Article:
First, let me talk about the engine.  Diesel engine hours don’t mean much to me, particularly if they are from a wet-sleeve engine.  We put 16,000 hours on the Nordhavn's Deere-based engine and it never missed a beat in around 80,000 nautical miles.  In the end it flew through survey.  

I did an Internet check on this boat’s engine, a Volvo TMAD41, and came up with nothing but positive reviews.  The most encouraging was a pair of these same engines used by a municipally in England, where they were replaced at 15,000 hours, then put into another boat and are still running some years later.  This boat's engine only had 551 hours over 18 years of ownership, however, it was used every year then pickled until the following season. So the engine passed my judgment and the engine and gear survey came back thumbs up.

We wanted the hull to be solid glass and it was.  As an additional bonus, it had been built in a 2-piece mold, which means when the two halves are married the centerline is super thick.  Older cored boats, particularly with any type of wood coring, are a hit or miss prospect. Some older wood cored hulls still have their integrity, but many do not. As a result, resale is poor.

Protecting the prop with a full length keel was essential, as was a skeg-hung rudder.  Our cruising grounds were to be the U.S. East Coast, Nova Scotia, and Bahamas.  Many places in the Intracoastal Waterway have gotten shallow, the Florida Keys are shallow everywhere and we were looking forward to cruising the Bahamas in out of the way places where we couldn’t get to during the two winters we spent there in our Nordhavn.  With a 3-foot draft we can go anywhere.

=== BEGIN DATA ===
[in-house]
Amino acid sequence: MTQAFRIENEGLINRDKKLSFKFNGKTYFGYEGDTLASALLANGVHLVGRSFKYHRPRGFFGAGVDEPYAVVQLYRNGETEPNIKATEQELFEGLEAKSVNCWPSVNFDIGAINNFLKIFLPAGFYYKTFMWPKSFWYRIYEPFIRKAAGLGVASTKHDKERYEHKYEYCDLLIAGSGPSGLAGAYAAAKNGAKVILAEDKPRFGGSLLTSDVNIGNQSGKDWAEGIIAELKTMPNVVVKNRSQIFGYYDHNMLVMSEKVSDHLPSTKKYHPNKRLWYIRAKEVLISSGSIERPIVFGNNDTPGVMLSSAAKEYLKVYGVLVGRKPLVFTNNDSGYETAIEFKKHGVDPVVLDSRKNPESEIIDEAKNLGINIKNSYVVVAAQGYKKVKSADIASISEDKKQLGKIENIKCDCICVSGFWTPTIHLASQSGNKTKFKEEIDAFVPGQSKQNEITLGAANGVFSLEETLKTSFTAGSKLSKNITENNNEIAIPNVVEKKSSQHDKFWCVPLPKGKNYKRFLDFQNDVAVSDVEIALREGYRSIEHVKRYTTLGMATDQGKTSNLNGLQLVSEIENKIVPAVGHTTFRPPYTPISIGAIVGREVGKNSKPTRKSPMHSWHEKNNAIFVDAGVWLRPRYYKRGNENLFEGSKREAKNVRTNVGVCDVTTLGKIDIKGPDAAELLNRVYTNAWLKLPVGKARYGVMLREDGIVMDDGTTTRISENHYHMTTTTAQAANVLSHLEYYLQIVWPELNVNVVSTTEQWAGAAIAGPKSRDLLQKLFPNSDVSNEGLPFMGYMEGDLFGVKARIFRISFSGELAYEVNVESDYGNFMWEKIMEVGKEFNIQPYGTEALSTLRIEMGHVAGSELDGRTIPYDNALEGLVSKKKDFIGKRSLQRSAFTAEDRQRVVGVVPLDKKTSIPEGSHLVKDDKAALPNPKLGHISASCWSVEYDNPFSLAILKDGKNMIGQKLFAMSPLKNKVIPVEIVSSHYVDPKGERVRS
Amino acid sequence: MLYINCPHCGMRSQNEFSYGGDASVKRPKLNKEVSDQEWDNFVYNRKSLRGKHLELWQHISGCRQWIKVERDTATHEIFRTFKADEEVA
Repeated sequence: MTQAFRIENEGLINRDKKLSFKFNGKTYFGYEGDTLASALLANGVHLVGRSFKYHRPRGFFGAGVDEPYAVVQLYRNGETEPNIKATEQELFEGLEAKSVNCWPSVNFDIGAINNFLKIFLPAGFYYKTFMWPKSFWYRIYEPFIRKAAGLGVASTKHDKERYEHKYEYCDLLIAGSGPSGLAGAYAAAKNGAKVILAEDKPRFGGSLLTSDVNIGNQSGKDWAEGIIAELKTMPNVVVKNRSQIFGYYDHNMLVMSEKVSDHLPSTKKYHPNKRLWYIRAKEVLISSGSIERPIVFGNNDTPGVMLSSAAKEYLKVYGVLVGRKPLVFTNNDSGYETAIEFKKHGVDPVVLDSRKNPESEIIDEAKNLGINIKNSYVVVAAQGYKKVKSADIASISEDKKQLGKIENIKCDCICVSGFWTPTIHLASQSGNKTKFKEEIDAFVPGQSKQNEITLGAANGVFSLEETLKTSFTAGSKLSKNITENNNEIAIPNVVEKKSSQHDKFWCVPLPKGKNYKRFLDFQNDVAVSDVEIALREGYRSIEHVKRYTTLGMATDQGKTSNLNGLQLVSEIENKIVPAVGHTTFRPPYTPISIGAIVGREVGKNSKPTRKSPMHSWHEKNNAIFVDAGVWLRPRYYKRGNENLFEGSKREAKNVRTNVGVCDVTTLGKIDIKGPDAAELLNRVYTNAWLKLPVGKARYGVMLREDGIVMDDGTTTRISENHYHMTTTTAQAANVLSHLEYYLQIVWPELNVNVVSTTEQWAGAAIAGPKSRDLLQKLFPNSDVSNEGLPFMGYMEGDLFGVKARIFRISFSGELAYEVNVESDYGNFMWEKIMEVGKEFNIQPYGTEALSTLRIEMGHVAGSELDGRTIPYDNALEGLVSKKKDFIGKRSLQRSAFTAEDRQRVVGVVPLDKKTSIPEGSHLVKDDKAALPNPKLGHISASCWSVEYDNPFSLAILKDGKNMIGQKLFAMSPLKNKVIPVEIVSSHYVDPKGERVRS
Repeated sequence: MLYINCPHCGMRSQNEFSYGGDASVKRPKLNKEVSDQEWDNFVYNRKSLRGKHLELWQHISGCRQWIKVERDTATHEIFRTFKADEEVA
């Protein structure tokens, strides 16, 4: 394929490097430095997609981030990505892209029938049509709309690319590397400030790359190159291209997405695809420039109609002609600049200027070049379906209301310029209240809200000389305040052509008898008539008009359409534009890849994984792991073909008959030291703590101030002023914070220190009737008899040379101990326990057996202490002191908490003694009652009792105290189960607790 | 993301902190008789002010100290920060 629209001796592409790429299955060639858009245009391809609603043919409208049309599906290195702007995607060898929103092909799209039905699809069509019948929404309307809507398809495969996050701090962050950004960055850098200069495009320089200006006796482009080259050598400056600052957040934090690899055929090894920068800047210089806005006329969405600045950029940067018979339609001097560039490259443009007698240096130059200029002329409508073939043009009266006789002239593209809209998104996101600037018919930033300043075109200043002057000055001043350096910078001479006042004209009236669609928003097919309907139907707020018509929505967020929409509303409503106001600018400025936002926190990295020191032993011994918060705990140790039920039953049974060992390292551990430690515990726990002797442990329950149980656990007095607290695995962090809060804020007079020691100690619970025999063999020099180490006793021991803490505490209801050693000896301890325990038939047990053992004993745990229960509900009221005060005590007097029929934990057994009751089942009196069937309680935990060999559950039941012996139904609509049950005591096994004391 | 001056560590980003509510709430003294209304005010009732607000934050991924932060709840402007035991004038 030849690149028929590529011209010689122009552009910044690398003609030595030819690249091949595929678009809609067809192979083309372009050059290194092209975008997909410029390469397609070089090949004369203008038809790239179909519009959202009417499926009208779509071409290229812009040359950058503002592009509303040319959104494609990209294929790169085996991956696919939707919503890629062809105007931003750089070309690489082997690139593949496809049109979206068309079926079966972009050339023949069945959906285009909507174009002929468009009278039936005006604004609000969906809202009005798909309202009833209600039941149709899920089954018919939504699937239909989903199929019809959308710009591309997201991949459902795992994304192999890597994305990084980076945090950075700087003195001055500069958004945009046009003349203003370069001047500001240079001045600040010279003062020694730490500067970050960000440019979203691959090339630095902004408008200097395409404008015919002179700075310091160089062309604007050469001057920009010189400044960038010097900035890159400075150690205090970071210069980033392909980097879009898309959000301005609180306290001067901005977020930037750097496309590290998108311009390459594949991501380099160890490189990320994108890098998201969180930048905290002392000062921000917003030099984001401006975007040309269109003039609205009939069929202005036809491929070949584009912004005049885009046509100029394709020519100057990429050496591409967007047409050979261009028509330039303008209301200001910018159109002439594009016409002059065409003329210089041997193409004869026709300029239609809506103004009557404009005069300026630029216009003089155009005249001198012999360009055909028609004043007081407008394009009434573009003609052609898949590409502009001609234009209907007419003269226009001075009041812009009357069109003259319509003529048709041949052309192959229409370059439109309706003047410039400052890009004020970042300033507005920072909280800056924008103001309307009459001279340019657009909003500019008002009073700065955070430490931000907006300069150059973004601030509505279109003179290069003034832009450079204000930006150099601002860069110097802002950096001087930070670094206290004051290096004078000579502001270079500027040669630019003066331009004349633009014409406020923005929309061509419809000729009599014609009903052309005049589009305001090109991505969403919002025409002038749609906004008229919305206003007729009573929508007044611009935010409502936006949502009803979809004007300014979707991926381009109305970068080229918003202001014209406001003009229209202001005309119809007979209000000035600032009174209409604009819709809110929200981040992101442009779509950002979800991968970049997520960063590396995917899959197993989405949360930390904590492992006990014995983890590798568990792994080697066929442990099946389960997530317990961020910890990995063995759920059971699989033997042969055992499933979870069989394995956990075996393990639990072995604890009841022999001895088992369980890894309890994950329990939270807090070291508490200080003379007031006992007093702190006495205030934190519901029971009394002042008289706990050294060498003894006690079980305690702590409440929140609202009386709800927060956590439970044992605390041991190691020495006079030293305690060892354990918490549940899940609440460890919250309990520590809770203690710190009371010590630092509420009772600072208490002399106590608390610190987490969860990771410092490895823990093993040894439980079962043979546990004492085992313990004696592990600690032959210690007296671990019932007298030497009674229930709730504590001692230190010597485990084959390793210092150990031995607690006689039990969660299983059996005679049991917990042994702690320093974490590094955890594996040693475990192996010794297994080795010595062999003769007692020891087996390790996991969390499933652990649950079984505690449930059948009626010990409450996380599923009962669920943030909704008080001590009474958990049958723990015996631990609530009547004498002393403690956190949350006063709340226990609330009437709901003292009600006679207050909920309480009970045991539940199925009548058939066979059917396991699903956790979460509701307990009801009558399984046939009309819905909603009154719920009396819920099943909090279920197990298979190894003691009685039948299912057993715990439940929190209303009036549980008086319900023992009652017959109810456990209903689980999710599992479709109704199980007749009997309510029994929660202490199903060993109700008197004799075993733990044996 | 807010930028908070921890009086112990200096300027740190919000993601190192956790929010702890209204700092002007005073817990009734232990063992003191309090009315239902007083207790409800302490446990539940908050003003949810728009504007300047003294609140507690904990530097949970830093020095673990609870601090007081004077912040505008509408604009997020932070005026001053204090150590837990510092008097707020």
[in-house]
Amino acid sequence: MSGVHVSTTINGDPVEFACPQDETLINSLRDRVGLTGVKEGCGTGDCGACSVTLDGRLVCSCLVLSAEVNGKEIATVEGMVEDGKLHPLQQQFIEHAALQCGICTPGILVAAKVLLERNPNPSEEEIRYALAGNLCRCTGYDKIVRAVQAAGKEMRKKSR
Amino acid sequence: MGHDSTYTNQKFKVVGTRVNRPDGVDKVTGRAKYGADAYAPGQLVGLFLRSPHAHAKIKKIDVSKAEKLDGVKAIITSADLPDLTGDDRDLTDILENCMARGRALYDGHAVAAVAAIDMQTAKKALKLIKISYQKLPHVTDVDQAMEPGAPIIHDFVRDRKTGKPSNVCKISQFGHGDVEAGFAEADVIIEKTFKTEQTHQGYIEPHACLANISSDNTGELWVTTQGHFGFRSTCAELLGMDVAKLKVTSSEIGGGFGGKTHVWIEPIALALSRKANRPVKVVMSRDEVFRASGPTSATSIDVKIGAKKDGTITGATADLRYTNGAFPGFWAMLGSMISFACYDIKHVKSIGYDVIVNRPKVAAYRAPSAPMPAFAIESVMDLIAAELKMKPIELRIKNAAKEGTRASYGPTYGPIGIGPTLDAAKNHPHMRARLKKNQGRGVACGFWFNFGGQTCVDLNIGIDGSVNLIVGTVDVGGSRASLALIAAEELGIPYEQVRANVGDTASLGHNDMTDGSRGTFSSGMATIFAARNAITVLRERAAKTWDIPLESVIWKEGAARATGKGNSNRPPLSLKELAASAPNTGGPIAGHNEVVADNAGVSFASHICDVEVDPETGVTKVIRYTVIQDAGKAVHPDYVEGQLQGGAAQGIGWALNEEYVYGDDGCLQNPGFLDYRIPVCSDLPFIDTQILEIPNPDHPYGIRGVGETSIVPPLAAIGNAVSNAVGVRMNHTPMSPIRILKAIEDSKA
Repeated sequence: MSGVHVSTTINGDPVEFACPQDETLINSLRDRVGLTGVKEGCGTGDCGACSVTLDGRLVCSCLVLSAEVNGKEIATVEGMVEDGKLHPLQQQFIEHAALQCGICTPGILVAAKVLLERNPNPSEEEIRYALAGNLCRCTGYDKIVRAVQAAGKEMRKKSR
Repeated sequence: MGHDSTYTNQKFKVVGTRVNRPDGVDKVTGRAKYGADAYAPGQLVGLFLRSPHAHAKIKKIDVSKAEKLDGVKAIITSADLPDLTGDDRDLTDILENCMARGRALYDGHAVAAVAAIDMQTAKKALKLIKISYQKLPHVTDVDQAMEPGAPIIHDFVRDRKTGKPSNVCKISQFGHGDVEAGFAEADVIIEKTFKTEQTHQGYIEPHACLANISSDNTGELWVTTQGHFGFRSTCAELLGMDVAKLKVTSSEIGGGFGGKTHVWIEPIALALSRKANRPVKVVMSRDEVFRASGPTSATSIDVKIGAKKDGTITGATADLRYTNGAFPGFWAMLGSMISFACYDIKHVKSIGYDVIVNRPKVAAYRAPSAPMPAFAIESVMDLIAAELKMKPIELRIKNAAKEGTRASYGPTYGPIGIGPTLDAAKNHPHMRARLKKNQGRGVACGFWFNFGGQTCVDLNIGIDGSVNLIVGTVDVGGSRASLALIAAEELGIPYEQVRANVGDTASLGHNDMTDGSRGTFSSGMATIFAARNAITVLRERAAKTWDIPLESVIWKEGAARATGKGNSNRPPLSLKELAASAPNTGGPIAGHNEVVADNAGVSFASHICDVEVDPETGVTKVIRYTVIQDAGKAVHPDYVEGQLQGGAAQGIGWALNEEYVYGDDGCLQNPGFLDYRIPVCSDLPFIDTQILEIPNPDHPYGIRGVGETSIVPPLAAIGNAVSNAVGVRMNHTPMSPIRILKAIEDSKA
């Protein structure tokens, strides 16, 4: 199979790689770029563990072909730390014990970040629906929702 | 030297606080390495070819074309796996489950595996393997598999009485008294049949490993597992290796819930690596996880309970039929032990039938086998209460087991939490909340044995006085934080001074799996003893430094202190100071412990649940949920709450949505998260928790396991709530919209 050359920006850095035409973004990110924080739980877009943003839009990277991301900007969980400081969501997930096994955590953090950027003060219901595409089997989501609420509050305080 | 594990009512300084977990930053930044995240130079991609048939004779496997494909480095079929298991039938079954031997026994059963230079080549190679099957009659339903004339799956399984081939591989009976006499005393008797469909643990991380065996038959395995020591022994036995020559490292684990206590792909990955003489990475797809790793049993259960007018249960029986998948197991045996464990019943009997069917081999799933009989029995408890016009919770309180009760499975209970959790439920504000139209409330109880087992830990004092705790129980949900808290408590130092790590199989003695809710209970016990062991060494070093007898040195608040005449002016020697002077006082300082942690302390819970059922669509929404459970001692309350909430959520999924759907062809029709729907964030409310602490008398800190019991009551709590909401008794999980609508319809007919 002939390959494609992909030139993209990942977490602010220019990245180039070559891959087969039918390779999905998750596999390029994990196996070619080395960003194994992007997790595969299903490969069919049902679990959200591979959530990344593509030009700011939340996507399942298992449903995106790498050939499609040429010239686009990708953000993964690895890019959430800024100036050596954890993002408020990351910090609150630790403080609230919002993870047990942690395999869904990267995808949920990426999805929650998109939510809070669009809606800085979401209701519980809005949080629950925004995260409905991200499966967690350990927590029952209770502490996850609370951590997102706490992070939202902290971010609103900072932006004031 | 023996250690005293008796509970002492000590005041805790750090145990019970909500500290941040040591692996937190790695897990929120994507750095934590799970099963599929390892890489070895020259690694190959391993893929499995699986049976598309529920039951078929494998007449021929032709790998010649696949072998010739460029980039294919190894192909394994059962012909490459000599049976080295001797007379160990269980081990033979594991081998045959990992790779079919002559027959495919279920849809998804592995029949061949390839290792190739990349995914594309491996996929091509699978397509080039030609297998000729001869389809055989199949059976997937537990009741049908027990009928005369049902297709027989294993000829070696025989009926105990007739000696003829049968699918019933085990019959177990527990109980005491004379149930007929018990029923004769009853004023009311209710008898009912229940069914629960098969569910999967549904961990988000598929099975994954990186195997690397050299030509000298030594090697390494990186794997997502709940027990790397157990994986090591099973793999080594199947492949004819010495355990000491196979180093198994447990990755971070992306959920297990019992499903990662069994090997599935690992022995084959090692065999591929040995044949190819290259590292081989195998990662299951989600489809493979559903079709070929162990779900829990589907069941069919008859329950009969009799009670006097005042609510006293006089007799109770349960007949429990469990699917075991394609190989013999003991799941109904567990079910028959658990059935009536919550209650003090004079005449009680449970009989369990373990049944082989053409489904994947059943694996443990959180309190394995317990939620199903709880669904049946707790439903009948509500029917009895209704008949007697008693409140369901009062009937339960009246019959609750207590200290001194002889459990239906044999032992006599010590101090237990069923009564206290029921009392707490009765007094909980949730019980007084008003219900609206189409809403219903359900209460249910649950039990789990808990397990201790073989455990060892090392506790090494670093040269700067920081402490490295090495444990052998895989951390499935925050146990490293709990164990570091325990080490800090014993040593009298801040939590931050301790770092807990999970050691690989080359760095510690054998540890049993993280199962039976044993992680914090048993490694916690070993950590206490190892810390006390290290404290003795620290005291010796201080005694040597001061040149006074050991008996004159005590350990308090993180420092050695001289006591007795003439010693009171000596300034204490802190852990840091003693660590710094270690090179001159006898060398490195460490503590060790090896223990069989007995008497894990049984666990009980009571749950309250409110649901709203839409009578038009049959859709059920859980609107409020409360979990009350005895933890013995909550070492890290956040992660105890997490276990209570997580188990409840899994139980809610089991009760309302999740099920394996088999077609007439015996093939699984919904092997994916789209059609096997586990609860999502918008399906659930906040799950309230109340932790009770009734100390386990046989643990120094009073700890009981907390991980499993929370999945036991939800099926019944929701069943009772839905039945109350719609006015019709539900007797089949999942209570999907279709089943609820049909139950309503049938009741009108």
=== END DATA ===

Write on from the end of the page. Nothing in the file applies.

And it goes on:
Good electrical is hyper important. There is nothing worse than chasing down an electrical issue when you did something else for a vocation. I have a pretty good mechanical background through various hobbies and boating over the years, but I am not well experienced in electrical systems.  This boat has a good electrical system, the bonding is high quality with oversize bonding cable.

A major biggie in real life cruising is that comfort is essential. Multi-month cruising is not camping out.  Salt-water showers with a spritzer rinse are fine for a weekend, but doesn’t cut it for anything longer. Hot water was high on our priority list and is difficult to retrofit in a small boat. We were thrilled that this boat had a hot water heater, heated by both the engine and shore power.

The boat carries 50 gallons of water in two 25-gallon tanks, quite a lot for a small boat. With miserly use that would last quite a long time.

Access to the systems are through a cabin centerline hatch with two full length hatches outboard of that. The centerline hatch over the engine is on gas struts and the two outboard hatches are removable. There is full length centerline hatch on gas struts in the cockpit providing access to the running gear and rudder post.

The electronics had been upgraded with a two-year-old Garmin plotter with a digital repeater unit.  Both are NEMA 2000 spec so adding additional electronics would be easy.  The radar was an older Furuno unit but it worked well.  The boat also has a Guest remote spotlight, electric horns, triple windshield wipers, an ICOM VHF, and a bow thruster control at the helm as well as deck buttons.

Steering is done by a Wagner commercial grade, hydraulic 2-hose system. The skeg hung rudder is stainless steel with a heavy bronze rudder arm. The shaft log is bronze, a unique design I hadn’t seen before. It has a locknut as well as the usual gland nut. The outsides of both have raised knobs to loosen or tighten with a block of wood and a small hammer.  There is no way to get a wrench in the space between the hull halves.

The bow thruster is Vetus and the windlass is a stainless steel chain/rode model from Lewmar.

Simply said, the boat was more 'big boatish' than expected when we first looked at it.  We couldn't believe our good luck.

Now that you know what we were looking for, found, and the reasons we bought it, let’s look at the changes we made to turn this gentleman’s day boat into a genuine cruiser capable of multi-month cruising.

To be continued...